The second generation R8 saw Audi’s flagship sporting machine really coming into its own as a compelling sportscar option to driving enthusiasts, with Audi defiantly sticking to its nat-asp guns… and that V10 is a very big gun!
Among the cognoscenti, the R8’s presence is no longer a question mark in the rarefied super-sportscar segment and Audi has daringly done away with the V8 as an entry-point.
The R8 is now only available with the glorious V10 engine and 7spd S tronic dual-clutch with its accompanying steering wheel shift paddles.
It receives sharper and more aggressive styling to up its street cred stakes, but the R8 silhouette is still instantly recognisable so you’ll never mistake it for anything Italian or British.
Moreover, there’s now a choice of quattro or an even more driver-focused rear-drive model, as well as higher powered ‘R8 V10 performance’ variants (previously known as the R8 V10 plus) for both drivetrain and body-style options.
The latest R8 Coupe V10 RWD is a tight package inside, outside and to drive. There’s an art to packaging confined spaces and Audi gets it spot-on with the R8’s sporty cabin… as it always has.
The air-con controls are intelligently integrated into a trio of switchgear that sits beneath the air-vents, which allow one to toggle between the various climate control features.
The door pockets are thoughtfully sized to accommodate the biggest smartphones and there’s a ledge behind the seats for extra stowage.
The hard controls for the various dynamic functions are familiar Audi RS territory so they’re intuitive to operate.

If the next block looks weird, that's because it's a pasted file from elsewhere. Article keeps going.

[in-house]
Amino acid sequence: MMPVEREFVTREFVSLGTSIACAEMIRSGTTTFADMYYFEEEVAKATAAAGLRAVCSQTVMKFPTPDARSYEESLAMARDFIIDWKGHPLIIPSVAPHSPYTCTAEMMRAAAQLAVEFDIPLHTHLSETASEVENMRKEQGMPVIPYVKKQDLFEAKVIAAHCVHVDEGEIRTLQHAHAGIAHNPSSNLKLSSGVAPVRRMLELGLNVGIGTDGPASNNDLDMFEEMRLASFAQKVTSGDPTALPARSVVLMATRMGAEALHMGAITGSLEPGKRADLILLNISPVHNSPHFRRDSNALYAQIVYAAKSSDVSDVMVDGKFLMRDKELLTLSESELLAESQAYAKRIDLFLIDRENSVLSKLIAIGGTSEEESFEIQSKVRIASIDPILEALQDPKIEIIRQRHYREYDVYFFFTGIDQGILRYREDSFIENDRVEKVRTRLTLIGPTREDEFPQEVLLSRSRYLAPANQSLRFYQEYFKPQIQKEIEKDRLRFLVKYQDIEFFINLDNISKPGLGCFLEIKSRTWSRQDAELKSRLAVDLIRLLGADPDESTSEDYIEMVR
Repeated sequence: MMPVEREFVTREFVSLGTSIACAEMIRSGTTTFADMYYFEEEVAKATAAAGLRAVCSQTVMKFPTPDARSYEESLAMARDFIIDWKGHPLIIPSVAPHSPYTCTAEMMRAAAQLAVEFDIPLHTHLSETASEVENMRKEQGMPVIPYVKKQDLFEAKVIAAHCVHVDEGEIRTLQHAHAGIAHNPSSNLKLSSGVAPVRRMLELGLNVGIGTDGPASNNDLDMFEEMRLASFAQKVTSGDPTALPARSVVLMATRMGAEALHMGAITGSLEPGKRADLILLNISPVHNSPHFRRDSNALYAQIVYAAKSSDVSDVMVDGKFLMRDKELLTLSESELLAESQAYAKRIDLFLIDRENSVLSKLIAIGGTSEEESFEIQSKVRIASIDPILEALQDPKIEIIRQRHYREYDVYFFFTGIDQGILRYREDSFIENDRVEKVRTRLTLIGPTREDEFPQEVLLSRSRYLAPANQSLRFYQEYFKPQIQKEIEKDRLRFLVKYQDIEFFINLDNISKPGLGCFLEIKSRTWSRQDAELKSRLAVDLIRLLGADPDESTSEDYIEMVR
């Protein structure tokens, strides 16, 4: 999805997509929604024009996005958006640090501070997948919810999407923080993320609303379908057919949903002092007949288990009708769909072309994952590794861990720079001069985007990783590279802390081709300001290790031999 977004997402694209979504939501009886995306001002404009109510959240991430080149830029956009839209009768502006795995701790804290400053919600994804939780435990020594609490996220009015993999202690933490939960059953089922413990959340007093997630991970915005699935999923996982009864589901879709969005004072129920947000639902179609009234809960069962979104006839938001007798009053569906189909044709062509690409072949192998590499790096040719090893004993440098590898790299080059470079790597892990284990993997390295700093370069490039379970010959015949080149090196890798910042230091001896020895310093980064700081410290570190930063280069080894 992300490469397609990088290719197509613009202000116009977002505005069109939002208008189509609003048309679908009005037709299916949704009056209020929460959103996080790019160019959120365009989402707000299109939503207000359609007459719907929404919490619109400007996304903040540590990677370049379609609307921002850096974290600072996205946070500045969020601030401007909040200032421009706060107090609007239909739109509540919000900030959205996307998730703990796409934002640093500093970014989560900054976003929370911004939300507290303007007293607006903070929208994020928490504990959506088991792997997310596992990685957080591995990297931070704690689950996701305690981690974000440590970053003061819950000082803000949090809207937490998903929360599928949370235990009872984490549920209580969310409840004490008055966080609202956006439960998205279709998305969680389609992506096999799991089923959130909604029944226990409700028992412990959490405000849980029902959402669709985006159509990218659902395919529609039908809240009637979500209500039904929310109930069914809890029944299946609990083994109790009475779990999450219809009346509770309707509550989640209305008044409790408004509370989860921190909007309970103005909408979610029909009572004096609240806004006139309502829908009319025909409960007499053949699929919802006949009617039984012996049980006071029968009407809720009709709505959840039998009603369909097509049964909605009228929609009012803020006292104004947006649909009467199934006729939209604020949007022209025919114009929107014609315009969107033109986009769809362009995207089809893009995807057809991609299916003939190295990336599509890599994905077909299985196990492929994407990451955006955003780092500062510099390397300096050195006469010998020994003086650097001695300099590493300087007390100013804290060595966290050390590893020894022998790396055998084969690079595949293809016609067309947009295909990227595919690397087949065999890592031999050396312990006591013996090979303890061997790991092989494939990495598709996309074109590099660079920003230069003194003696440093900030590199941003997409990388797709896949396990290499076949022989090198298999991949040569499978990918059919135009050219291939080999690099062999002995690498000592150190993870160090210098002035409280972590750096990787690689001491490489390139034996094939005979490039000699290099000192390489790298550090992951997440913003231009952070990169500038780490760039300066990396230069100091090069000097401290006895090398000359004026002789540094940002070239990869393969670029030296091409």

The driving position lets you sit deep in the snugly supportive driver’s seat and the ergonomics work well when you’re pressing hard.
The start/stop button and Drive Mode button are positioned on the steering wheel for quick access, so your hands never have to leave the helm.
This isn’t the sort of sportscar that is designed around an engine… and what an engine the V10 is!
It may not deliver the same punch as one of the many latest turbocharged offerings from Ferrari, McLaren and Porsche, but the thrilling experience of wringing a throaty nat-asp engine to its redline remains one of the great wonders of the world.
The dual-clutch 7spd S tronic gearbox is a perfect match to the nat-asp V10, as its lightning-quick shifts work with the ferocity of the V10’s power delivery to create poetry in motion.
Very few things can rival the sight and sound of a V10 tearing through every gear at redline, but the R8 delivers a lot more than just straight-line performance.
Despite the Audi Virtual Cockpit and other digitised elements in the cabin, the R8 is a wonderfully analogue drive – more so than ever with the V10 RWD.
It’s sharp, incisive and furiously feisty, with a lovely balance to the lively chassis that makes it come alive with every fast drive, leaving you tingly and sweaty-palmed from the exertion.
Given the R8’s level of maturity, it’s sometimes hard to believe that Audi’s flagship sportscar is ‘only’ 15 years young.
Pay no attention to the lingering critics who continue to throw shade at the R8 – a lot of them are brand snobs who struggle to look beyond the ‘Audi’ badge.
If anything, it is because of Audi’s fresh take on its sportscar at its inception and the subsequent evolution from V8 quattro to V10 quattro and now V10 rear-drive that the R8 has been able to deliver so much and has come such a long way towards helping it crack the clique...
PHOTOS Zotiq Visuals
Audi R8 4.2 FSI quattro (Type 42)
Engine 4163cc, 32v, V8, nat-asp
Transmission 6spd manual
Top speed 300km/h
Fuel Consumption 14.6l/100km
Audi R8 5.2 FSI RWD (Type 4S)
Engine 5204cc, 40v, V10, nat-asp
Transmission 7spd S tronic dual-clutch
Top speed 324km/h
Fuel Consumption 12.9l/100km